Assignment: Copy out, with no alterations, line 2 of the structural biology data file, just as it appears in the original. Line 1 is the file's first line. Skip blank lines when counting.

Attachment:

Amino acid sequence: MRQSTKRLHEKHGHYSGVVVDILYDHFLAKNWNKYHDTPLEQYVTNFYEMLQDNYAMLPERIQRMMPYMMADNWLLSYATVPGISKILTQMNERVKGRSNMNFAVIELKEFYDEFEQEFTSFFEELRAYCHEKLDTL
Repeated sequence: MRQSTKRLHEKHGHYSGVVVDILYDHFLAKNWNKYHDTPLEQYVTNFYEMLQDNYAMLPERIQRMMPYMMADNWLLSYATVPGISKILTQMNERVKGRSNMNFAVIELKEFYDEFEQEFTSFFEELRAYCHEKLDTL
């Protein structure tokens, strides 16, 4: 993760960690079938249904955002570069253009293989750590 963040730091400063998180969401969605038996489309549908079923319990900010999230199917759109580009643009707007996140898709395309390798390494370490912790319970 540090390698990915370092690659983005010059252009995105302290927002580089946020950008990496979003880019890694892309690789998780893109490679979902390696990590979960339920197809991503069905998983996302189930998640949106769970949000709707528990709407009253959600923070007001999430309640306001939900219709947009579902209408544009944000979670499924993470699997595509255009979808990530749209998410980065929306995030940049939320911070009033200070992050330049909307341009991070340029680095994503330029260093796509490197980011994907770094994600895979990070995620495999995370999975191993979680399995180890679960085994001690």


Repeated sequence: MRQSTKRLHEKHGHYSGVVVDILYDHFLAKNWNKYHDTPLEQYVTNFYEMLQDNYAMLPERIQRMMPYMMADNWLLSYATVPGISKILTQMNERVKGRSNMNFAVIELKEFYDEFEQEFTSFFEELRAYCHEKLDTL